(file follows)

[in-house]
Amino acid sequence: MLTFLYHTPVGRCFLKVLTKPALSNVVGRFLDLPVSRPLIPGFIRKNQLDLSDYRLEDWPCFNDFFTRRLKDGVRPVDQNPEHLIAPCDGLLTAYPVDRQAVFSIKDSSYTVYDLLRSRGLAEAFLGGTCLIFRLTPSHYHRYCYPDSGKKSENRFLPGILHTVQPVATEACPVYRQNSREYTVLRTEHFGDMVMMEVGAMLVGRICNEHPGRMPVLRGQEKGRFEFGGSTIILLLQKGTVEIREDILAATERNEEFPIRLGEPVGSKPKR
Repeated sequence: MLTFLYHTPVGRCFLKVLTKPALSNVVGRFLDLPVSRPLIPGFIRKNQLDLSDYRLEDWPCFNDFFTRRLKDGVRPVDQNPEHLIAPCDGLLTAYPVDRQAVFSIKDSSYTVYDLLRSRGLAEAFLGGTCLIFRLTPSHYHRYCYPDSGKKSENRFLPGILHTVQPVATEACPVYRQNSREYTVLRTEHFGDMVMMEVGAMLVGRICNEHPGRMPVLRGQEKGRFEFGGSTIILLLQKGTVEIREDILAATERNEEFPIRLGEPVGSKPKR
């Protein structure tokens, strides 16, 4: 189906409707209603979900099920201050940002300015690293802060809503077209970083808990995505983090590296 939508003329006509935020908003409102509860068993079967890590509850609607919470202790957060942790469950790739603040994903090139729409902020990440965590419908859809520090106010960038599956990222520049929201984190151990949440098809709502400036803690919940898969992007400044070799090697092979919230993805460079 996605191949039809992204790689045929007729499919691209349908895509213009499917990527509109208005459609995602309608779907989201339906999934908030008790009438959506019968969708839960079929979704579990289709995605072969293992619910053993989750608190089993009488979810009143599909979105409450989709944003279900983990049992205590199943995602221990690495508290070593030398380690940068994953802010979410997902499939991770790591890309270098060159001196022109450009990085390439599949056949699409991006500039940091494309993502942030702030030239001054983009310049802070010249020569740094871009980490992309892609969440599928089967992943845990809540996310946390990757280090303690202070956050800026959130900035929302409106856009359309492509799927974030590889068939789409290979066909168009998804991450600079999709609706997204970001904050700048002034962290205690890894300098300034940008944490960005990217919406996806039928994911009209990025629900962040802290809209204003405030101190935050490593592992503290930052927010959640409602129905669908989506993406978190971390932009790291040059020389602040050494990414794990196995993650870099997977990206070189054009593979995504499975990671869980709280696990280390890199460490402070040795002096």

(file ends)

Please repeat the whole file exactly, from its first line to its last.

[in-house]
Amino acid sequence: MLTFLYHTPVGRCFLKVLTKPALSNVVGRFLDLPVSRPLIPGFIRKNQLDLSDYRLEDWPCFNDFFTRRLKDGVRPVDQNPEHLIAPCDGLLTAYPVDRQAVFSIKDSSYTVYDLLRSRGLAEAFLGGTCLIFRLTPSHYHRYCYPDSGKKSENRFLPGILHTVQPVATEACPVYRQNSREYTVLRTEHFGDMVMMEVGAMLVGRICNEHPGRMPVLRGQEKGRFEFGGSTIILLLQKGTVEIREDILAATERNEEFPIRLGEPVGSKPKR
Repeated sequence: MLTFLYHTPVGRCFLKVLTKPALSNVVGRFLDLPVSRPLIPGFIRKNQLDLSDYRLEDWPCFNDFFTRRLKDGVRPVDQNPEHLIAPCDGLLTAYPVDRQAVFSIKDSSYTVYDLLRSRGLAEAFLGGTCLIFRLTPSHYHRYCYPDSGKKSENRFLPGILHTVQPVATEACPVYRQNSREYTVLRTEHFGDMVMMEVGAMLVGRICNEHPGRMPVLRGQEKGRFEFGGSTIILLLQKGTVEIREDILAATERNEEFPIRLGEPVGSKPKR
């Protein structure tokens, strides 16, 4: 189906409707209603979900099920201050940002300015690293802060809503077209970083808990995505983090590296 939508003329006509935020908003409102509860068993079967890590509850609607919470202790957060942790469950790739603040994903090139729409902020990440965590419908859809520090106010960038599956990222520049929201984190151990949440098809709502400036803690919940898969992007400044070799090697092979919230993805460079 996605191949039809992204790689045929007729499919691209349908895509213009499917990527509109208005459609995602309608779907989201339906999934908030008790009438959506019968969708839960079929979704579990289709995605072969293992619910053993989750608190089993009488979810009143599909979105409450989709944003279900983990049992205590199943995602221990690495508290070593030398380690940068994953802010979410997902499939991770790591890309270098060159001196022109450009990085390439599949056949699409991006500039940091494309993502942030702030030239001054983009310049802070010249020569740094871009980490992309892609969440599928089967992943845990809540996310946390990757280090303690202070956050800026959130900035929302409106856009359309492509799927974030590889068939789409290979066909168009998804991450600079999709609706997204970001904050700048002034962290205690890894300098300034940008944490960005990217919406996806039928994911009209990025629900962040802290809209204003405030101190935050490593592992503290930052927010959640409602129905669908989506993406978190971390932009790291040059020389602040050494990414794990196995993650870099997977990206070189054009593979995504499975990671869980709280696990280390890199460490402070040795002096």